Gone With the Wind
Your significant other leaves and --- whether or not it's true --- you're certain it's for greener pastures. Or your best friend --- the one you could allow in the dressing room while you tried on bathing suits --- moves to Nepal in search of spiritual unity. Or you're facing a long weekend alone, because everyone you know is going out of town, and you would too, except for the fact that your cat is sick and needs medication every three hours around the clock. Or --- well, you get the picture.
At times like these you need a book. A big book --- a book that will take you out of yourself and draw you to its bosom like your grandmother used to do. A book that will pull you into the story and sweep you along with larger than life characters, and a plot so full of twists and turns that you can't wait to turn the pages. A book in which the main characters have so many problems that yours seem minor by comparison. A book that will wrap its cover around you and comfort you while you laugh and cry.
You need GONE WITH THE WIND.
No matter how many times you have read it before, you need to read it again, now. And if you have never read it, this is the time to pull it off the shelf and plunge into the trials and tribulations of Scarlett O'Hara.
You think you've got problems?
Scarlett was a widow with a small child when she was seventeen years old. She was twenty when the Civil War ended. Singlehandedly she rebuilt the family plantation, Tara, while she cared for her ailing father and sisters. In a few short years she went from wealth to poverty --- from being a spoiled Southern belle to plowing fields and picking cotton.
Ashley Wilkes --- the man she loved --- married another woman and broke Scarlett's heart. To add insult to injury, he asked Scarlett to take care of his wife when he joined the Confederate Army and went off to war.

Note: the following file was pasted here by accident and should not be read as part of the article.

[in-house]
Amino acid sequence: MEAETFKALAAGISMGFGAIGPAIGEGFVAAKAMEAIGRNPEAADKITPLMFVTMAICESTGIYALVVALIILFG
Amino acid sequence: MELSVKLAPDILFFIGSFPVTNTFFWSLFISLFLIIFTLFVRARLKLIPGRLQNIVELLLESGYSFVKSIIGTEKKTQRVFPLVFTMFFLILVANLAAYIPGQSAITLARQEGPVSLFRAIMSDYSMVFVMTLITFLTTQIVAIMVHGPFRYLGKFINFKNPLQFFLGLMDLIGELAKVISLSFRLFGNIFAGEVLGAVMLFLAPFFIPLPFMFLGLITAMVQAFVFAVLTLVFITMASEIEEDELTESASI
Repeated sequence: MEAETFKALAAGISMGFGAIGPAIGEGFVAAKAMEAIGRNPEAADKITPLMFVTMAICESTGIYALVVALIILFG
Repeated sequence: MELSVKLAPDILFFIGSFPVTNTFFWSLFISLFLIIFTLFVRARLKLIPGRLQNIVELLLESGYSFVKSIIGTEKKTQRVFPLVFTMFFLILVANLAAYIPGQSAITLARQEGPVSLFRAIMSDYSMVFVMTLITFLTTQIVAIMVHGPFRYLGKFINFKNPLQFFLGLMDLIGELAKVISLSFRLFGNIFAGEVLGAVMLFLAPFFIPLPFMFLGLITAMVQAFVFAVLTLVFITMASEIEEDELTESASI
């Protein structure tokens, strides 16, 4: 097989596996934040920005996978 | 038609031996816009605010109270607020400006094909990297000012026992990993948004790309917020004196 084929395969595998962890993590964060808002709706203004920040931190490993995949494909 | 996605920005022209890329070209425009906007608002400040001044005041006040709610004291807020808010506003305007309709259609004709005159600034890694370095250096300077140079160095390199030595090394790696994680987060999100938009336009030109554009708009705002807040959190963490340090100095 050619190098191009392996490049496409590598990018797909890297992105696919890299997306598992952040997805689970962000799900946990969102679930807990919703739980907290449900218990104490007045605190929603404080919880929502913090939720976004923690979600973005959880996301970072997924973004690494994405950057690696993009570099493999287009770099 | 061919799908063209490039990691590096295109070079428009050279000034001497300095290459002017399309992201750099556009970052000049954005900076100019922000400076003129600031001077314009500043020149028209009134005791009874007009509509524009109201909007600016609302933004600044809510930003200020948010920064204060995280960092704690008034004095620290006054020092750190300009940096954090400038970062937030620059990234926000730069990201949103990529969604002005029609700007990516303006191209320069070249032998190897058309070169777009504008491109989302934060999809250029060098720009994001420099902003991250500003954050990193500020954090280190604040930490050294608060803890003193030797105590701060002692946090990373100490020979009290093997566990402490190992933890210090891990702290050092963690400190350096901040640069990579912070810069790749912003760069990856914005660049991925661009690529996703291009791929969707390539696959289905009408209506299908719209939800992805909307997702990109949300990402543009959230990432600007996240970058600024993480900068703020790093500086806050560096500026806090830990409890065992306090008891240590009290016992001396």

And laced through the book, like a bright gold thread running through a tapestry, is her relationship with Rhett Butler --- the only man whose heart she could not capture --- and the only man she really loved.
She was a woman who suffered heartbreak, who dealt with change, who did things women weren't supposed to do --- a woman like so many of us.
I won't bore you with the crisis that, most recently, sent me flying to my bookshelves to find my copy of GONE WITH THE WIND. Mine was printed in 1936. It belonged to my grandmother, who gave it to my mother, who passed it down to me. The cover is worn, the pages are yellow, and some of them are so brittle that I have to be careful when I turn them.
I will tell you that, as always, the book cast a spell over me. While I watched Scarlett as a young girl, flirting with every boy in the county, followed her to Atlanta at the beginning of the war, saw her deliver her sister-in-law's baby, flee the city while it burned, return home to pain and heartbreak, and heard her say, "As God is my witness, I'll never be hungry again," I was reminded of just how strong we can be.
And if another crisis strikes, like Scarlett, I won't thing about it right now --- I'll think about it tomorrow, after I re-read GONE WITH THE WIND.
Reviewed by Judith Handschuh on August 1, 1993